In KPMG's Global CEO Outlook Survey 2018, 72 percent of Australian CEOs said that the only way for their organisation to achieve greater agility was to increase the use of third-party partnerships. This interconnectedness means that effective supplier risk management is more critical than ever.
The organisations that will succeed in today’s highly connected environment are those that create value through the extended supply chain. However, this involves taking advantage of the upsides, while mitigating the potential risks.
Supplier risk management can be challenging, largely due to:
Managing these challenges can have some consequences on a business. These include:
These consequences do not happen in isolation, and when multiplied can have catastrophic implications. These issues are not new and affect multiple industries.
KPMG's Global CEO Outlook Survey 2018 showed that 74 percent of Australian CEOs have reconsidered an external partnership because the third party (amongst other things) did not fit in well with their organisation’s culture. However, they intend to keep working with third parties, with our survey showing the following priorities for the next 2 to 3 years:
There are a number of well documented supply chain disasters that have impacted major organisations in recent years. For example, Ticketmaster identifying malicious software on connected third-party software that compromised the privacy of its customers; Nestle facing issues with modern slavery in its supply chain; or Apple dealing with manufacturing issues that meant its ‘AirPod’ product deliveries were delayed by months.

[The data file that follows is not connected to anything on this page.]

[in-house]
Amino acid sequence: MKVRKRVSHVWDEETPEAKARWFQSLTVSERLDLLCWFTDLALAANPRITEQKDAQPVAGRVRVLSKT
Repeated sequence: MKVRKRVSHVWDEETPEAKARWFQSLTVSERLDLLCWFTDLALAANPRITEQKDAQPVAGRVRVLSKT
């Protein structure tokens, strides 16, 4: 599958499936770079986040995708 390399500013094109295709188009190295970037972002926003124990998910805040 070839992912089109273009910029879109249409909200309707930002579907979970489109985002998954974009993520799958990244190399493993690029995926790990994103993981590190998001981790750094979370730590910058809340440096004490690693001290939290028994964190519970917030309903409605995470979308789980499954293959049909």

To prevent supply chain risk, there are a number of areas of the extended value chain that need to be effectively managed. These include:
Without managing these areas, supply chain risk can damage an organisation’s reputation, license to operate, and its financial viability.
Assessing the comprehensive suite of supplier risks appropriately and consistently can result in a number of common pain points including:
In KPMG's experience, organisations will typically go through a 'build', 'control', 'anticipate' approach to managing supplier risk, depending on the maturity of their ecosystem. Elements to start working on include:
For organisations that are further on the third party risk management journey, more comprehensive steps include:
Third party collaboration is not only here to stay, but will continue to grow. In future, supply chains will be powered by sophisticated algorithms, simulations and predictive analytics which will include:
New legislation such as the modern slavery act, the focus on anti-money laundering, and anti-bribery and corruption will have a large part to play. Disruption through external parties will need to be closely monitored to achieve a competitive advantage.
Without focusing on risk, an organisation could face issues with credibility, license to operate and financial viability. Supplier relationships are vital to ensure organisations remain competitive, but need to be proactively managed across the supplier lifecycle to achieve sustainable outcomes for all involved.
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